The sharp fantasy player is trained to be skeptical of fast starts from recycled veterans and ordinary journeymen. It's early, we say. It's probably a mirage, we warn. Don't take the bait, we whisper. Sell high, we advise.
Well, you can take all of that generic bunk and shove it in the shredder when it comes to Jarrod Washburn(notes), 2009. We're three months into the new season and it's time to accept that this isn't a good start – it's a good season.
Washburn's latest turn was a beauty Monday night – a one-hit special against Baltimore, facing just one man over the minimum. Washburn threw 75 of 110 pitches for strikes, didn't walk anyone, struck out just three, used his defense, cruise control. The entire game took just 2:09 to complete (Pearl Jam wouldn't be through its encores yet). Another tidy effort from the AL's most unheralded lefty; he's getting a ton of mileage from his new toy, a sinking two-seam fastball.
In truth the gem he threw Monday was out of character for what Washburn has morphed into this season – a quietly reliable arm, someone who gives you a useful outing just about every time. A 3.08 ERA and 1.10 WHIP are excellent in today's game, even in the post-steroid era. He's collected 11 quality starts and on three other occasional he's allowed four runs (that won't kill you). He's averaging 6.5 innings per start. Mixed-league owners should have a rotation spot dedicated for this guy.
A look under the statistical hood more or less backs up Washburn. His FIP is higher than his season ERA, but it's still under 4. He's never going to be a strikeout ace but he's currently got the best strikeout and walk rates of his career. Fly balls are down a spec, ground balls up a spec. He's keeping the ball in the park but there's nothing crazy with his HR/FB (9.2 percent).
What about that 5-6 record? Aye, that's the rub. But help could be on the way – Washburn is a free agent at the end of the year and the Mariners are expected to aggressively shop Washburn (and Erik Bedard(notes)) to contending teams as the trading season heats up. As fickle as wins can be, I'm going to assume Washburn's winning chances would go up in a lot of other cities. The Dodgers, for one club, look like a perfect fit. There's still time to get on board.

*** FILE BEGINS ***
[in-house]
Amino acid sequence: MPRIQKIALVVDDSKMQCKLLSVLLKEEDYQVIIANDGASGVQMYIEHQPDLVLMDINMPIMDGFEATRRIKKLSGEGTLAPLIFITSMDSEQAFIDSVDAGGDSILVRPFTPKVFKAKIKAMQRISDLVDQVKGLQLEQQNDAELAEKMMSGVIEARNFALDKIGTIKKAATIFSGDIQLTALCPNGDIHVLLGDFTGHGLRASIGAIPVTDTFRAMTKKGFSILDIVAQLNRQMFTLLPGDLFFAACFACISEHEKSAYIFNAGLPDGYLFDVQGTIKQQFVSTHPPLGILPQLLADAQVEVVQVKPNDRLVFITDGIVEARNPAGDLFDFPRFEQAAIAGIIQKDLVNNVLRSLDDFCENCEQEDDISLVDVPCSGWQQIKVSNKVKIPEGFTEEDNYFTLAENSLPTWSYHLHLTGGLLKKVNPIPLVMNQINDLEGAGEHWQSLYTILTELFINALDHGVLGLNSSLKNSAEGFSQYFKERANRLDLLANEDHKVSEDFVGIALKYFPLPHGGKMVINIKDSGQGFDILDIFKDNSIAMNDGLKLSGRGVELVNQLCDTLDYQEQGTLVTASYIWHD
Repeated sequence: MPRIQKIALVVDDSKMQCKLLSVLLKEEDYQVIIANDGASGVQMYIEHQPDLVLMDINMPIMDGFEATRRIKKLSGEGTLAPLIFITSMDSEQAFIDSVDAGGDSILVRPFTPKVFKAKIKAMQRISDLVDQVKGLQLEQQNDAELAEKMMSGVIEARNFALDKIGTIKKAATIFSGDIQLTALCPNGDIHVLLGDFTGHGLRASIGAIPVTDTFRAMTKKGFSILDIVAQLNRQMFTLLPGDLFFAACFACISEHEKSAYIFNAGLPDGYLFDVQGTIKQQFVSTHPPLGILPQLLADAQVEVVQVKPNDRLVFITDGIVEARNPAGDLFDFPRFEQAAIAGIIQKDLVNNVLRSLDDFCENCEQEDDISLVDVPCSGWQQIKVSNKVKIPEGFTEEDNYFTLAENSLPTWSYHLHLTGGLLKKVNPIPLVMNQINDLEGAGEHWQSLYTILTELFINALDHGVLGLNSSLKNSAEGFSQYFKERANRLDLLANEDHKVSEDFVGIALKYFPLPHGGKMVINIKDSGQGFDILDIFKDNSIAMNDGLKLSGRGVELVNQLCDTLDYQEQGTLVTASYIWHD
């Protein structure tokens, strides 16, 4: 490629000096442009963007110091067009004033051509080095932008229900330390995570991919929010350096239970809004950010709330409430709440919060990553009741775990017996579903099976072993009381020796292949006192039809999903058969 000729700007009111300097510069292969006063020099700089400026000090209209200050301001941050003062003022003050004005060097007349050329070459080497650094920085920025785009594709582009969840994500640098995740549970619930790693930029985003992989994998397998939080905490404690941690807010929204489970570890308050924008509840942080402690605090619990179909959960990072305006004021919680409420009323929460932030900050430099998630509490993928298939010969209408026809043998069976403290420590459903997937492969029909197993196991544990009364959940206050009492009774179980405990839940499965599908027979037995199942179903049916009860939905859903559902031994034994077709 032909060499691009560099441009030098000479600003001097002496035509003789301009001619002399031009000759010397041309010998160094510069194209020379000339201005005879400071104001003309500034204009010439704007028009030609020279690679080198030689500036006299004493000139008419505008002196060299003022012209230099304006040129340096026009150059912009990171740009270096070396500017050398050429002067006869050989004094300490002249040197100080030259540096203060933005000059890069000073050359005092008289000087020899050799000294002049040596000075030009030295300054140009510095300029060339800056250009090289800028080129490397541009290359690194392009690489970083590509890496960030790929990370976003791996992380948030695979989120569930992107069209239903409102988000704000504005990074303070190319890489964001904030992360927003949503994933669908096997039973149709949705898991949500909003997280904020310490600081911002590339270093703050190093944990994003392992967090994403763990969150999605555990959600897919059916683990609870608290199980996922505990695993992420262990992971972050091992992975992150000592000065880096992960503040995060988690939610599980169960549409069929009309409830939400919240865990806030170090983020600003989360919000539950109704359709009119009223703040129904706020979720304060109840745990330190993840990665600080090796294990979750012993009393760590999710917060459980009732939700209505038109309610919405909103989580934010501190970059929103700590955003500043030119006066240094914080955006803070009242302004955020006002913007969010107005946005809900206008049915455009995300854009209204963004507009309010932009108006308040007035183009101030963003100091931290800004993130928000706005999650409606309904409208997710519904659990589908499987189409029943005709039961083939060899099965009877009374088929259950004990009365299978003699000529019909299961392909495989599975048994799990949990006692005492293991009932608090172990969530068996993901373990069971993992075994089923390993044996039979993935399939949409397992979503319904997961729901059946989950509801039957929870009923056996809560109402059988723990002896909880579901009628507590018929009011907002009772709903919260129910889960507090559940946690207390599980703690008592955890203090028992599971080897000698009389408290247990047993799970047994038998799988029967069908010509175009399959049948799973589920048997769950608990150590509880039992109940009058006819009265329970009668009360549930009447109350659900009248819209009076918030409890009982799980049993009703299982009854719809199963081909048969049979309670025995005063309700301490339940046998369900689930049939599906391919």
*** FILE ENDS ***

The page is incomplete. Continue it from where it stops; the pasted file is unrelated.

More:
• Young pitching can break your heart but you have to admire what Oakland lefty Brett Anderson(notes) did at Fenway Park on Monday night (9 IP, 2 H, 0 R, 2 BB, 9 K), a masterpiece in 111 pitches (video evidence here). That makes it 16 whiffs over his last two turns – he got seven Tigers last week – but I'm still leery on the weekend assignment, a start on the road against Tampa Bay's power-and-speed crew. Scout Anderson on the weekend, but use him at your own peril.
John Smoltz(notes) continued to struggle on the other side of Yawkey Way, working through six rough frames (10 H, 5 R, 1 BB, 3 K). I'm pulling for Smoltz and I want to believe him when he says "I'm almost there . . . I really am" – but I can't recommend him this weekend, even with the Royals on the schedule.• No one wants to believe in the Jason Marquis(notes) pitch-to-contact story, but he got it done yet again on Monday, scattering nine baserunners over eight scoreless innings against the Nats. I'm a little concerned about all of the Colorado pitchers at this time of year – Coors Field in recent seasons has seen major offensive spikes during July and August – but Marquis deserves at least a little benefit of the doubt at this point. He'll get the Braves, in the thin air, on the weekend.
• Ian Snell's(notes) decision to visit Triple-A seems to be working out: 14 innings, one unearned run, two walks, 23 punchouts. It doesn't mean he'll do a thing when he gets back to Pittsburgh, but we at least have to take him seriously.